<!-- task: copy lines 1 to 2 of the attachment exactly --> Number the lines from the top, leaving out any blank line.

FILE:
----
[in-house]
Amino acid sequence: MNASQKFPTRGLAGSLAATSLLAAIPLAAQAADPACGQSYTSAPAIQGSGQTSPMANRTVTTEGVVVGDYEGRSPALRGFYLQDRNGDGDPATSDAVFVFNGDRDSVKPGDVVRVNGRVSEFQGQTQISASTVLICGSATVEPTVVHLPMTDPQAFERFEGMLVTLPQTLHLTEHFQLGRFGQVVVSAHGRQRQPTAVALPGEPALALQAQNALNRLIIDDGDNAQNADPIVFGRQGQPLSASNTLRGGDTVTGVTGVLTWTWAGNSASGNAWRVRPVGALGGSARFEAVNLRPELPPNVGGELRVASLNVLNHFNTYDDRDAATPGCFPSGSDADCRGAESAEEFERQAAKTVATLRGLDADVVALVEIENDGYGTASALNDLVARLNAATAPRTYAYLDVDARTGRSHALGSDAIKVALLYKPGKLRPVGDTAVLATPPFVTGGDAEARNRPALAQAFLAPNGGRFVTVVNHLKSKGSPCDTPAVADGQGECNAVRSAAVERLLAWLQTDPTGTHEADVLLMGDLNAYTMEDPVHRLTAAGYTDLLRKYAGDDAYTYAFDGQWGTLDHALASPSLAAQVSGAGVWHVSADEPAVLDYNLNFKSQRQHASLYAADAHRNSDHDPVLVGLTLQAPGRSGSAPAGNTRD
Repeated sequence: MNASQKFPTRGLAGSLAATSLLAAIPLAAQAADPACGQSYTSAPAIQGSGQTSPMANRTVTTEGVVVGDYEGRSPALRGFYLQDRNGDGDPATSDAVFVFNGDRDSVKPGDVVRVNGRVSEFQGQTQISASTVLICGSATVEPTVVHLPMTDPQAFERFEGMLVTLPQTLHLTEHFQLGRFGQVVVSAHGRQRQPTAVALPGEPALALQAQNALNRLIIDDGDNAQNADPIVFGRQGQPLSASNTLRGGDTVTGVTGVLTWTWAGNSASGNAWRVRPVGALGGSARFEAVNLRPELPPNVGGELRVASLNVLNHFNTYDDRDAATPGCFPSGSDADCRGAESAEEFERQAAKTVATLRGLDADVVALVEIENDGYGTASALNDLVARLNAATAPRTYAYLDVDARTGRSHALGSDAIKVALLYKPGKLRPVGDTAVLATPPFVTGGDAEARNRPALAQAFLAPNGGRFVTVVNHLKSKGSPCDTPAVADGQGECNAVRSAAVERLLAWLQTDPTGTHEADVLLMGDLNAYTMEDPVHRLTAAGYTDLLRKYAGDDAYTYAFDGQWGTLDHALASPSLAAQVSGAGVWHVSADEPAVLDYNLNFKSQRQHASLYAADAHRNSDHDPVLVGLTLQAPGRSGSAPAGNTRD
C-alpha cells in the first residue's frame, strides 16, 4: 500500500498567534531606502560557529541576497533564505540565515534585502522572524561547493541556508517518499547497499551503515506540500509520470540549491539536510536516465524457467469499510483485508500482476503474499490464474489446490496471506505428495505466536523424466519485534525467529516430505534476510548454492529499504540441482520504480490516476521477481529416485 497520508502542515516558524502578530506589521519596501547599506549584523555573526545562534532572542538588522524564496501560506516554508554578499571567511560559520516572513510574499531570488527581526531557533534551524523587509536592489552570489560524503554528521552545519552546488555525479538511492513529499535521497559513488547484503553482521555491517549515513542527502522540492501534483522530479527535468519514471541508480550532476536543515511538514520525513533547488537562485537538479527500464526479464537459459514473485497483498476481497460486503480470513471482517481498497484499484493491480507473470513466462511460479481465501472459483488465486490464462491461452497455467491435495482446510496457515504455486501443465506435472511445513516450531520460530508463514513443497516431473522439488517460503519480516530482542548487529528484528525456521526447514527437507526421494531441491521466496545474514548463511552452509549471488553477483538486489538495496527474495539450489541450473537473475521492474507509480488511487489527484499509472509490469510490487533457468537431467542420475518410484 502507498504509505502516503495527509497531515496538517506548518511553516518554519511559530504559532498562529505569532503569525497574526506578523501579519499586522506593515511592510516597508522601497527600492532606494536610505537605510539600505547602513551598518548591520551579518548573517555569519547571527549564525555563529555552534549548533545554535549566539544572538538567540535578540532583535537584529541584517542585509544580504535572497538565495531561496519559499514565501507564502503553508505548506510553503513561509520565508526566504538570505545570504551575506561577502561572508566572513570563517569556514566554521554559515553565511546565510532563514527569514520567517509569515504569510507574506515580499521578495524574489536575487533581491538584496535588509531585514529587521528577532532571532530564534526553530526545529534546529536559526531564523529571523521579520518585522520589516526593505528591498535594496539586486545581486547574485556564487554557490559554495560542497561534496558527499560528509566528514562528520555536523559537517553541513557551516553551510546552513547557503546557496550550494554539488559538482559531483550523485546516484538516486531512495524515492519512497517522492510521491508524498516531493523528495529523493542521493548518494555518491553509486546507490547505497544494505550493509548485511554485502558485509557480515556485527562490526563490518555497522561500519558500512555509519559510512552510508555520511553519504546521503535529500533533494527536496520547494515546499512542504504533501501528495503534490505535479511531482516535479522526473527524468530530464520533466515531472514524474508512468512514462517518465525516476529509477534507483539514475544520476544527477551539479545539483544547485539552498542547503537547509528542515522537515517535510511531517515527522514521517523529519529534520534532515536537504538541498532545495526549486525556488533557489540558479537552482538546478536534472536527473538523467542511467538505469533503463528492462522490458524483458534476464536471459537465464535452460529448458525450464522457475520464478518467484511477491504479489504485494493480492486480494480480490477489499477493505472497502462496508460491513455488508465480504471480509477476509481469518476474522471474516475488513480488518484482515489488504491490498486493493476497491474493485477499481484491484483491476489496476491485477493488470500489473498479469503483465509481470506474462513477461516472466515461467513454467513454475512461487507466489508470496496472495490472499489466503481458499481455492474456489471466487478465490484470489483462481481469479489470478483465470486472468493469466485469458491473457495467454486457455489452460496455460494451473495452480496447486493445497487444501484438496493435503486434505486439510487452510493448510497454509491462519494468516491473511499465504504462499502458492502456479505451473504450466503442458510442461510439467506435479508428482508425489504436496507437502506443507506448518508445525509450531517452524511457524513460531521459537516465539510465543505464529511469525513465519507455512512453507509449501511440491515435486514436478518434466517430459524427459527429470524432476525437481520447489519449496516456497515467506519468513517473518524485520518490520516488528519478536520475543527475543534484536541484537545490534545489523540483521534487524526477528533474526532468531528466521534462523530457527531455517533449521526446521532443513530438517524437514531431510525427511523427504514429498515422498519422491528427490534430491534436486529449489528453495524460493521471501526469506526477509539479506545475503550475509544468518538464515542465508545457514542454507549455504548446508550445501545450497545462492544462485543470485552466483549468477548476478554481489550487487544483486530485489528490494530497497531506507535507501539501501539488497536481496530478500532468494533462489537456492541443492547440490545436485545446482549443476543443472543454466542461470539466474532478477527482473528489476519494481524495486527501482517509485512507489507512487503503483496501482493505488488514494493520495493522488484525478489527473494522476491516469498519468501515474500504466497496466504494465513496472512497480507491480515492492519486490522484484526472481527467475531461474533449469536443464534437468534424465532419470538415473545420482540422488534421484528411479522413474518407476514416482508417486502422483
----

[in-house]
Amino acid sequence: MNASQKFPTRGLAGSLAATSLLAAIPLAAQAADPACGQSYTSAPAIQGSGQTSPMANRTVTTEGVVVGDYEGRSPALRGFYLQDRNGDGDPATSDAVFVFNGDRDSVKPGDVVRVNGRVSEFQGQTQISASTVLICGSATVEPTVVHLPMTDPQAFERFEGMLVTLPQTLHLTEHFQLGRFGQVVVSAHGRQRQPTAVALPGEPALALQAQNALNRLIIDDGDNAQNADPIVFGRQGQPLSASNTLRGGDTVTGVTGVLTWTWAGNSASGNAWRVRPVGALGGSARFEAVNLRPELPPNVGGELRVASLNVLNHFNTYDDRDAATPGCFPSGSDADCRGAESAEEFERQAAKTVATLRGLDADVVALVEIENDGYGTASALNDLVARLNAATAPRTYAYLDVDARTGRSHALGSDAIKVALLYKPGKLRPVGDTAVLATPPFVTGGDAEARNRPALAQAFLAPNGGRFVTVVNHLKSKGSPCDTPAVADGQGECNAVRSAAVERLLAWLQTDPTGTHEADVLLMGDLNAYTMEDPVHRLTAAGYTDLLRKYAGDDAYTYAFDGQWGTLDHALASPSLAAQVSGAGVWHVSADEPAVLDYNLNFKSQRQHASLYAADAHRNSDHDPVLVGLTLQAPGRSGSAPAGNTRD